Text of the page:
Thursday, September 3, 2015

April 15, 1940: How to Appreciate

Letter from Kathleen Hambly Hanstein of American Friends Service Committee
to Mr. Dadisman of McPherson College


April 15, 1940

Mr. Elmer Dadisman
Co-Chairman of the Student
Christian Movement
McPherson College
McPherson, Kansas

Re: Thomas Doeppner

My dear Mr. Dadisman:

I am sorry to have been so long in answering your letter about Thomas Doeppner, but I have been trying to get together the necessary technical information in regard to his visa.

As I understand it, he entered on a visitor's visa instead of a student visa and we want to arrange, if possible, to obtain a student visa for him in place of this. This will take a little time to work out and I shall write you about it again as soon as I have the necessary information.

There should be no difficulty in having the transfer to a student visa made and on a student visa Mr. Doeppner would be permitted to work during the summer, or at any time when it would not interfere with his studies. I think it will be splendid if you can find some work by which he can maintain himself during the summer months. I am so glad that you expect to be able to keep him at McPherson for another year.

Very sincerely,

(Mrs.) Kathleen Hambly Hanstein
Associate Counsellor

Letter from Opa to Mrs. Hanstein of American Friends Service Committee


Thomas Döppner                April 15, 1940.

Mrs. Kathleen H. Hanstein
Placement Worker
American Friends Service Committee

Dear Mrs. Hanstein,

I thank you very much for your letter. I do not have yet definite plans regarding the summer, but there are some people here in Kansas who have offered me a job in a farm, so that I at least would have a place to stay. Such a job of course would not make me much money, it would only give me board, room, and a small amount for my expenses, and therefore I am still looking for a better job. The college is helping to find such an one for me. It is rather difficult, because I do not know anybody who would have use for me. I would be very thankful if you would help me looking for a job.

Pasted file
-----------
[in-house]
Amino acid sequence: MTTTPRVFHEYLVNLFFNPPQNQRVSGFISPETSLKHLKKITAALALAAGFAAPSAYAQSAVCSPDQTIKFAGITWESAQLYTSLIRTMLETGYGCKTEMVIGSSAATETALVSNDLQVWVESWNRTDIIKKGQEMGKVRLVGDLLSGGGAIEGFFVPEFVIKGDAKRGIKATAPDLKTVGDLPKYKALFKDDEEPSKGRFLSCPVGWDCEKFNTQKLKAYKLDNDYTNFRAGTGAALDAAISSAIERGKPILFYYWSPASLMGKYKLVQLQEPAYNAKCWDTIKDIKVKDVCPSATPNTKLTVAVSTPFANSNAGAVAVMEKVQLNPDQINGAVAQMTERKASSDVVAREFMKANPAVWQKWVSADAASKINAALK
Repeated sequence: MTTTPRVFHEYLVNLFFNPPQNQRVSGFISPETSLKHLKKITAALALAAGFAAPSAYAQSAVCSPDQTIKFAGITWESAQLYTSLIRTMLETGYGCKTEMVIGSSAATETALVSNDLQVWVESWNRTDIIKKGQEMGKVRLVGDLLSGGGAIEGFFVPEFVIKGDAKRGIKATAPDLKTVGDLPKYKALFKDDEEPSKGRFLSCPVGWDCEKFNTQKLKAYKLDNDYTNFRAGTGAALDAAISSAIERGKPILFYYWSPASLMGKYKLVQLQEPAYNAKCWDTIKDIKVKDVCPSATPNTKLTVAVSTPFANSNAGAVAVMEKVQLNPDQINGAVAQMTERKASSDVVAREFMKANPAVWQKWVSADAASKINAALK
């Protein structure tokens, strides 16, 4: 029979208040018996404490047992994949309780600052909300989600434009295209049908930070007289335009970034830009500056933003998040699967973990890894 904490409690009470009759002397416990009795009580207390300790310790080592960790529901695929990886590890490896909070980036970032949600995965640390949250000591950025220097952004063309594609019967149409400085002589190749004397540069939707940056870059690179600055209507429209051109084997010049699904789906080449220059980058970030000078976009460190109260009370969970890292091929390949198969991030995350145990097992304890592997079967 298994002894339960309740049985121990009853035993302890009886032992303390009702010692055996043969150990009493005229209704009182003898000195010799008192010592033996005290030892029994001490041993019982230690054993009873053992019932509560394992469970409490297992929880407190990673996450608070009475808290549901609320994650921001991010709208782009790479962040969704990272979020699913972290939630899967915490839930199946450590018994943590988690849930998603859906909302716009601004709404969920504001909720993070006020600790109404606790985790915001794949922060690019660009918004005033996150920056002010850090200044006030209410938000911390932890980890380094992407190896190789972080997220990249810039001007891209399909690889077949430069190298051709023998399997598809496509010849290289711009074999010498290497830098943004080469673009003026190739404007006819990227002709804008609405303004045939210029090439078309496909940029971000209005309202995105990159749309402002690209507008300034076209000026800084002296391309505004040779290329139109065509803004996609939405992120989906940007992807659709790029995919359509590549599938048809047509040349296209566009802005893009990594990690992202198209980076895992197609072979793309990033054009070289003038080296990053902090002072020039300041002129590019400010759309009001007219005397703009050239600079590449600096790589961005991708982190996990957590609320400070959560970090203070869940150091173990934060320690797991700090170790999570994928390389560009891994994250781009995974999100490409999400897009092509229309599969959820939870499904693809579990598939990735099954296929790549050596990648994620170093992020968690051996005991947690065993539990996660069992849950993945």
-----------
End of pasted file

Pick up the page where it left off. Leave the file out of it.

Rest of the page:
As far as I could find out the college is planning to have me here for another year, and I would be very glad if this would be possible. The work of this college is not directly in my line, but here are several courses which are of great help to me, and thus I would like to graduate here. It might be possible that I shall be able to do this already next year, but that is not quite sure yet.

I do not know what to do about the prolongation of my visa. What steps are to be done concerning it? Is there any possibility of changing my student visa into an immigration visa? I would appreciate it very much if you would inform me about that.

I continue to enjoy being at McPherson very much, and I daresay that I am having the happiest days of my life here, and I know how to appreciate it. I feel very thankful to everybody who has helped me to come here and to stay here.

Thank you very much for your interest and help in my affairs.

sincerely yours,

Thomas Döppner.

This is when we need a group email or text. Alas- we must assume everyone gets on the same page eventually. So let's recap the facts and perceptions here:

Hanstein wrote to Dadisman (at McPherson) that she is working on changing Tom's (Opa's) visitor visa to a student visa so that he can work in the summer. The understood facts here are that Opa is still living in the USA on a visitor's visa, which technically prohibits him from working.

Opa writes to Hanstein and talks about changing his student visa to an immigration visa. He doesn't seem to know what he's talking about. He needs to get a student visa first. He should know this- he wrote about it in his letters and his autobiography. He'll catch up. He doesn't seem to realize the visitor's visa limits his ability to work because he is lining up jobs and asking Mrs. Hanstein to help him find a better one. I wonder if he was alluding to the summer work camps- although I would think if he wanted to do that he would flat out ask about it. He learned about the Quaker work camps when he first arrived to the USA. 

Mrs. Hanstein now has to educate Opa on what kind of visa he has and which one he needs to have. But by the end of these two letters, one thing is clear: Opa is staying in McPherson for at least another year and he is happy there.

I just love Opa's closing comments- he is so grateful to everyone for helping him get to where he is. My favorite line: 
I continue to enjoy being at McPherson very much, and I daresay that I am having the happiest days of my life here, and I know how to appreciate it.
I love that last part- I know how to appreciate it. Don't you get the depth of that? Just like a parent who has had a very sick child knows how to appreciate a child who is well. Like a person who has known hunger can appreciate the feeling of having enough to eat. 

Opa, who has worked for a year and some to find safety and education, and who knows many who are not safe or free to learn- he KNOWS how to appreciate what blessings he has. It gives me joy that he allowed himself that pleasure of appreciation and happiness. 

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